“…Love for widows and orphans, prisoners, and the sick and needy of every kind, is as essential to [the Church] as the ministry of the sacraments and preaching of the Gospel.”
– Deus Caritas Est, “God is Love” (22)
While the common good stems from the dignity, unity and equality of all people, those who are weak, vulnerable, and most in need are our preferential concern, or priority. The poor and vulnerable includes all who are marginalized in our state, nation and beyond.
Those who are oppressed by poverty are the object of a special love on the part of the Catholic Church which, since our beginning and in spite of the failings of many of our members, has not ceased to work for their relief, defense, and liberation through numerous works of charity. (CCC, 2448)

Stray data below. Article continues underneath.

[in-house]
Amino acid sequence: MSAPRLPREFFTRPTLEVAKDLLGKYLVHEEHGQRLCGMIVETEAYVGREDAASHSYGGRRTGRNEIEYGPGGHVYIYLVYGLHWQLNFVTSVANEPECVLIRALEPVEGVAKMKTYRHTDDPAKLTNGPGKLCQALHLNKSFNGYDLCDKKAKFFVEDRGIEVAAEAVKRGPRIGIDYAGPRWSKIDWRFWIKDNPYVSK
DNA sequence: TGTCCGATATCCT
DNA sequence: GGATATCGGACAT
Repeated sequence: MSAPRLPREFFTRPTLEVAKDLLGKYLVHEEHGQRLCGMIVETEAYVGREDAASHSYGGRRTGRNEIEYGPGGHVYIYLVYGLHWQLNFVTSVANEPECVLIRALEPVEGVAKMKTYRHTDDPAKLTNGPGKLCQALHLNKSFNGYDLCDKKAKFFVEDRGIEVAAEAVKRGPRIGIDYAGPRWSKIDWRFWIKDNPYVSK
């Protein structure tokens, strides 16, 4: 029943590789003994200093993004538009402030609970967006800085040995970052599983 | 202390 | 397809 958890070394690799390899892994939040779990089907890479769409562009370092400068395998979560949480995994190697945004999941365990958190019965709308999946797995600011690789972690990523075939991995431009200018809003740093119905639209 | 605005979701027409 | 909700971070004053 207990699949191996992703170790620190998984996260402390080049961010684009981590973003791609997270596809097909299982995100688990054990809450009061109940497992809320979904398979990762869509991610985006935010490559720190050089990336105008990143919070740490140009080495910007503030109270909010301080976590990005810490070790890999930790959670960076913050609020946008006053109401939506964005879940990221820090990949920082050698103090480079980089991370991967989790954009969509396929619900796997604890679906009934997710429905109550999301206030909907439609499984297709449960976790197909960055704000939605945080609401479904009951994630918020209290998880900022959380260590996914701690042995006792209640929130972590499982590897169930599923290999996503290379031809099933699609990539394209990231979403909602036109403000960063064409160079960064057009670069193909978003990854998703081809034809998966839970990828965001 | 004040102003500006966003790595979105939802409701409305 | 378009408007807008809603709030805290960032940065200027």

The preferential option for the poor and vulnerable is not optional. A basic moral test for society is measuring how we treat the most vulnerable in our midst. In a society with a growing gap between rich and poor, Scripture gives us the story of the Last Judgment (Mt 25:31-46) and reminds us that we will be judged by our response to the “least among us.”
Poverty is not simply a lack of basic food and financial resources. It also includes deeper deprivations, such as:
- A denial of full participation in the economic, social, and political life of society
- The inability to influence decisions that affect your life
- A lack of access to basic healthcare
- An absence of opportunities to help ourselves, through such means as employment opportunities with fair wages [/unordered_list]
We seek public policy solutions that create a healthy economy and society, including employment opportunities that promote human dignity, increase social solidarity, and promote self-reliance for the poor.
For more, see our nation’s bishops Economic Justice for All (1986) pastoral letter.